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which his character and his manners became immutably fixed. We know him, not as he was known to the men of his own generation, but as he was known to men whose father he might have been.”

Of how many men can we say that every scrap of all that relates to their lives is worthy of preservation ? Yet this is so with Johnson, and no one surely, not even Napoleon, was ever put to such a searching ordeal as was Johnson by Boswell in the life of his old friend. Boswell possessed no special opportunities for his task; indeed, circumstances were almost entirely against him. A resident in Edinburgh, and bound to his native country by strong family ties and his profession as an advocate, this man who had "such a gust for London was only able to visit the metropolis in vacation. Croker states that during his friendship with Johnson, Boswell made but a dozen visits to England, and met Johnson only one hundred and eighty times, exclusive of the Scottish tour, when they were together from the 18th August to 22nd November, 1773, in the whole about two hundred and seventy-six days.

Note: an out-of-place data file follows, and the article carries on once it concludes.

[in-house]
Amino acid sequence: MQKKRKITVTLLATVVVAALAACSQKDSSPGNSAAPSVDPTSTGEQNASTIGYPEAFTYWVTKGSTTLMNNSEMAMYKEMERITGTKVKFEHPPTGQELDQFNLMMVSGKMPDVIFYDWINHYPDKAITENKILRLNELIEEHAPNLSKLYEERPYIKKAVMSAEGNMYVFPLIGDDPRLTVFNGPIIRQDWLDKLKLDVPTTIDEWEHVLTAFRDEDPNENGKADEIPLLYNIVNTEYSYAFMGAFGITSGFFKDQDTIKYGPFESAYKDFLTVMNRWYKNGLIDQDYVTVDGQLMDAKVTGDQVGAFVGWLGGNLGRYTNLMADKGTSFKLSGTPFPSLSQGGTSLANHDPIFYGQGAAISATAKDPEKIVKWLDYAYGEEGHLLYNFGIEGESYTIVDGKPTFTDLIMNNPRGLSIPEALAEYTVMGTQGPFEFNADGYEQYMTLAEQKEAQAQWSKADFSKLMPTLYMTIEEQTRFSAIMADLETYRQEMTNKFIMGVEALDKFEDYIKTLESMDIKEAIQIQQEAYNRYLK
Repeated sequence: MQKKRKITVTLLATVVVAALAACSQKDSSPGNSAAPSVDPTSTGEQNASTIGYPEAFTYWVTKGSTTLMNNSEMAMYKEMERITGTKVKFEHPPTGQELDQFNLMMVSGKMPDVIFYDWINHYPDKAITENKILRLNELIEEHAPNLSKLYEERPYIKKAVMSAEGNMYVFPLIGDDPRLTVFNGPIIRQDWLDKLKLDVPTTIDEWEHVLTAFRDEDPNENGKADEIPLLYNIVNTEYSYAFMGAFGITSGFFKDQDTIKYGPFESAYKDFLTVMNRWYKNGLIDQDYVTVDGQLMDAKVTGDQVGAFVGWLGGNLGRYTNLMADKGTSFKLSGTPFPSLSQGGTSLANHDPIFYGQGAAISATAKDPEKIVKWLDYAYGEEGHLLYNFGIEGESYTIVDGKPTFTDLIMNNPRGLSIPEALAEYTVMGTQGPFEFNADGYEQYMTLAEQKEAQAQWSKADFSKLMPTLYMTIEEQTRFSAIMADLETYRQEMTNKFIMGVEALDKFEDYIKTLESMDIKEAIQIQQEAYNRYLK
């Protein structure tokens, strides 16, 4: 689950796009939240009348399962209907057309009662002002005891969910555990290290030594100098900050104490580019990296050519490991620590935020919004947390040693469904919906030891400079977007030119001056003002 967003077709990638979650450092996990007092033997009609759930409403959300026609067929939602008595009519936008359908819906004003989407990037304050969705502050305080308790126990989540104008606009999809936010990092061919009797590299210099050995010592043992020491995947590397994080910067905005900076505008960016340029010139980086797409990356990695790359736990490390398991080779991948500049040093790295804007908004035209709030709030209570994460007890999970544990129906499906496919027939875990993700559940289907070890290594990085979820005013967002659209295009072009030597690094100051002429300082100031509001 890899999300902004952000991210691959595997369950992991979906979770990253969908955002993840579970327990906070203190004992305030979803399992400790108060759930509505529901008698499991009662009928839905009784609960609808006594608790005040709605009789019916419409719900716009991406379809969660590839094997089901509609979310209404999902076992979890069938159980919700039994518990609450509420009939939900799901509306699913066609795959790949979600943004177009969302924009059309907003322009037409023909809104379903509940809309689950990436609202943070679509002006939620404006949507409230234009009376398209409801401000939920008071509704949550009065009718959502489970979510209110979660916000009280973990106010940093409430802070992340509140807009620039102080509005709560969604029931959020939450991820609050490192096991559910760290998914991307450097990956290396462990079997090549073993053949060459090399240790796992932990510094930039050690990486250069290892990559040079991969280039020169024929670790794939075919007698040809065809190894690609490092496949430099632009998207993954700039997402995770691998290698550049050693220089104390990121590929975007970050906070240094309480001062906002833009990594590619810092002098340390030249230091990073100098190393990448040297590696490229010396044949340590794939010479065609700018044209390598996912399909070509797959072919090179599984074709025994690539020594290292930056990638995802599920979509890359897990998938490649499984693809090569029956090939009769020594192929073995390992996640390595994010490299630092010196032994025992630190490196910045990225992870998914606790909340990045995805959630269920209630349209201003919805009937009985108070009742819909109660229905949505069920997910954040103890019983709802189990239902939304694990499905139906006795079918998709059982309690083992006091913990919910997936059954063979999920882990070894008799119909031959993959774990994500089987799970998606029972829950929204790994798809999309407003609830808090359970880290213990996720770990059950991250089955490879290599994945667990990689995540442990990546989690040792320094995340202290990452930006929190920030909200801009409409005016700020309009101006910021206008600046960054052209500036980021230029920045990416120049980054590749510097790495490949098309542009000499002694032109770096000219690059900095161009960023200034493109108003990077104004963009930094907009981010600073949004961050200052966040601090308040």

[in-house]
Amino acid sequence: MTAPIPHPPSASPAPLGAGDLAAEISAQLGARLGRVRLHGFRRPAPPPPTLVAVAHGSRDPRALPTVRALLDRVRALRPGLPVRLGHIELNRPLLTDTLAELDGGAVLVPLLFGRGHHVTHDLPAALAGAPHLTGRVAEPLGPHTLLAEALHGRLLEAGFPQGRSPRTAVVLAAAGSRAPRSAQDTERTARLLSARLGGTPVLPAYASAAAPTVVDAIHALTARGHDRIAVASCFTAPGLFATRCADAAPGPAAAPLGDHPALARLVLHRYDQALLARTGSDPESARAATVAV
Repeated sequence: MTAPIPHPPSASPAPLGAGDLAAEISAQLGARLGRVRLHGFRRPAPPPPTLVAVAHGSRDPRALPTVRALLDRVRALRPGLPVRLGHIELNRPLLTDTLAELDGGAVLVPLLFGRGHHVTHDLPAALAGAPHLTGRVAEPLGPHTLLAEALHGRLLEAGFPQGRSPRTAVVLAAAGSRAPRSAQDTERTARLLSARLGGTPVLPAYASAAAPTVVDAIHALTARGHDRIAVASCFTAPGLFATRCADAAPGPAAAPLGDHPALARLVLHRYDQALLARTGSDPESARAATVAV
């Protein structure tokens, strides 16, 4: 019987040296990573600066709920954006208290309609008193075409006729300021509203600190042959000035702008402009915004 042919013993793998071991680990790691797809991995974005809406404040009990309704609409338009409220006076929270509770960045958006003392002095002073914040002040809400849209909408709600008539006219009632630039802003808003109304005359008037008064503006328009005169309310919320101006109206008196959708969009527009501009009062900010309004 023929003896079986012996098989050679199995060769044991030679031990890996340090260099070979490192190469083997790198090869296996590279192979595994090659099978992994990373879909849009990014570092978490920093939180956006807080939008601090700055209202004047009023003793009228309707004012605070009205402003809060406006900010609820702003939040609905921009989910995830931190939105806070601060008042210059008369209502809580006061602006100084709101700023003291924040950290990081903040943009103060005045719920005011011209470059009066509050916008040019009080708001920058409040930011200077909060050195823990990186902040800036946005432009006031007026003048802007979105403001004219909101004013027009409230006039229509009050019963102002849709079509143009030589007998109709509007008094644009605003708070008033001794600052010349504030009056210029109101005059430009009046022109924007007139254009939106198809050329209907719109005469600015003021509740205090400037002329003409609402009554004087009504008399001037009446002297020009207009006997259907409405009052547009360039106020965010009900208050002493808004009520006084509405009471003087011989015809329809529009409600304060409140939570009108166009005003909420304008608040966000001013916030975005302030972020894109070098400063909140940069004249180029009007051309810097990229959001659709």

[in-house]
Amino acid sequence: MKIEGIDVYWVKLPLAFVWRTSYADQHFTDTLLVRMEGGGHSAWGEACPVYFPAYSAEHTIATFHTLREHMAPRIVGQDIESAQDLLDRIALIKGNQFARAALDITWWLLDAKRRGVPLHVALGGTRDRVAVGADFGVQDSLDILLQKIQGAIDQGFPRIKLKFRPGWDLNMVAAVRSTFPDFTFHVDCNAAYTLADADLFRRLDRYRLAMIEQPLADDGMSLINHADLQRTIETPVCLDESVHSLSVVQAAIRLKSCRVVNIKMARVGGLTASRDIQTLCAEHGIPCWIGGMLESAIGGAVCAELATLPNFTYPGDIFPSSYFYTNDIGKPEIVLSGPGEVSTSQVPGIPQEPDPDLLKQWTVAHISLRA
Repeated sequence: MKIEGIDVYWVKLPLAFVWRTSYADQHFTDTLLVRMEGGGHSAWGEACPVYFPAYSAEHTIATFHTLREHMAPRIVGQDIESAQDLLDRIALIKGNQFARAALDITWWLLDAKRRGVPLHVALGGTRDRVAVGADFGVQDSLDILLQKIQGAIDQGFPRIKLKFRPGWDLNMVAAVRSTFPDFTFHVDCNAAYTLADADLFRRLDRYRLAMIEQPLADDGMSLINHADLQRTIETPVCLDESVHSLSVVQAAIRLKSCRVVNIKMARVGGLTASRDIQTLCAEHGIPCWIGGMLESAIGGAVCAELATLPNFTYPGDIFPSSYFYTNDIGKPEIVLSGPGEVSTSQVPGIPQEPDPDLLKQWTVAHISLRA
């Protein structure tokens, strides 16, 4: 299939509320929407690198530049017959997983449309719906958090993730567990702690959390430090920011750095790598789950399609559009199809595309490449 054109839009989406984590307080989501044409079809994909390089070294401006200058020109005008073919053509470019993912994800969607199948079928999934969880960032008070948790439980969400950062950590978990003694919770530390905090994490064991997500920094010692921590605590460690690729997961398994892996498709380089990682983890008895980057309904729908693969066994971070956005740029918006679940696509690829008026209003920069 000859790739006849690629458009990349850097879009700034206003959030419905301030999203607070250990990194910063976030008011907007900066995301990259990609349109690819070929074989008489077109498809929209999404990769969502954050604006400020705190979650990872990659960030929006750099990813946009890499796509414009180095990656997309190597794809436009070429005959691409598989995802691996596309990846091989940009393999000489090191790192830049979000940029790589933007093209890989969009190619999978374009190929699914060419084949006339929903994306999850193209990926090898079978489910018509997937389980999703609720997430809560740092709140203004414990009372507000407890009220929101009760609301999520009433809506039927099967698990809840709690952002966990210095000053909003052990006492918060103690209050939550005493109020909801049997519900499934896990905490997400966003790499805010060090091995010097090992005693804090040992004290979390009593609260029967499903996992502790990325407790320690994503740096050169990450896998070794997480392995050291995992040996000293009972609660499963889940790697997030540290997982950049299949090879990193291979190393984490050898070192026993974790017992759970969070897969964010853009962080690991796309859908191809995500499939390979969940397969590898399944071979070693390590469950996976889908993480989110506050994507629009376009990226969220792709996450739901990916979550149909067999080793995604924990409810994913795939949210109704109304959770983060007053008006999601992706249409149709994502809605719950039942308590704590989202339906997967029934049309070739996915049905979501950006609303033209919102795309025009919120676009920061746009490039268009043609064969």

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JAMES BOSWELL 1 was born at Edinburgh on October 18, 1740, the eldest son of Lord Auchinleck (pronounced Affleck), a judge in the Court of Session, and was educated at the High School, Edinburgh, and the Universities of Edinburgh and Glasgow. As a boy he kept a journal and wrote poems and prologues. In 1760 he visited London and Newmarket, and mixed freely with the gamesters and rakes of the town. During his second visit to London in 1763, " on Monday, the 16th of May," as he carefully records it, he gained the much-desired introduction to Samuel Johnson, the author of the Rambler, the Great Dictionary of the English Language, and the happy recipient of a Government pension. The incident is admirably described in the Life of Johnson," Boswell at the time was twenty-three, and Johnson fifty-four. Boswell's Scottish birth was not a recommendation in his favour, Johnson's prejudice against that race being notorious. Johnson, however, very kindly " took up" the young man, who spent as much of his time as possible in the company of the Sage, although he had, on his first meeting, been promptly snubbed. Some one asked, "Who is this Scotch cur at Johnson's heels ? " He is not a cur," replied Goldsmith, "he is only a bur. Tom Davies flung him at Johnson in sport, and he has the faculty of sticking." A month after his first meeting with Johnson, Boswell went to Utrecht with the ostensible purpose of studying law, but his real object was to make a tour of Europe in search of amusement and celebrities. He remained abroad about three years, and while absent he managed to see Voltaire and Rousseau, John Wilkes, and Pascal Paoli, the Corsican Patriot. Shortly after his return to England he was admitted Advocate, and two years later his "Tour in Corsica appeared with much success. In 1769 he married his cousin, Margaret Boswell—a sensible woman, but she did not share her husband's admiration for the great lexicographer. Johnson's rough habits distressed her; housewives less prim than Mrs. Boswell might even now object to his parlour trick of turning lighted candles upside down to make them burn better. Her husband's idolatry provoked the caustic remark that she had seen a man leading a bear, but had never before observed a bear leading a man. Lord Auchinleck henceforth allowed his son £300 a year, but the frequency with which he was called upon to fill the paternal office of paying his debts, strained the little sympathy that remained between father and son. It was not until 1773, after he had known Johnson ten years, that Boswell was 1 There is a detailed "Life of Boswell," by Mr. Percy Fitzgerald (2 vols., 8vo, 1891). Vol. I (7151W) B